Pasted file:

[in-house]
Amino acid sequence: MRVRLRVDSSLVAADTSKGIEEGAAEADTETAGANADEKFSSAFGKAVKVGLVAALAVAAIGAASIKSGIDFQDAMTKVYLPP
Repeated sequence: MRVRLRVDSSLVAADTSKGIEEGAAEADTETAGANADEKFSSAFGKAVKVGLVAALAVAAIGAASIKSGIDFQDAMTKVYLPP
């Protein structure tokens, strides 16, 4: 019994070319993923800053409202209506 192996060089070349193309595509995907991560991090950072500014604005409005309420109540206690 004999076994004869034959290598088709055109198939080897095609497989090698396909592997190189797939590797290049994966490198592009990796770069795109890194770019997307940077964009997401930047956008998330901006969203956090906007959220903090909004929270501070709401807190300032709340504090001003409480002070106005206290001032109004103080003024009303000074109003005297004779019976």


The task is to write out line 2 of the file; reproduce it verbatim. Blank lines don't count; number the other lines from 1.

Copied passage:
Amino acid sequence: MRVRLRVDSSLVAADTSKGIEEGAAEADTETAGANADEKFSSAFGKAVKVGLVAALAVAAIGAASIKSGIDFQDAMTKVYLPP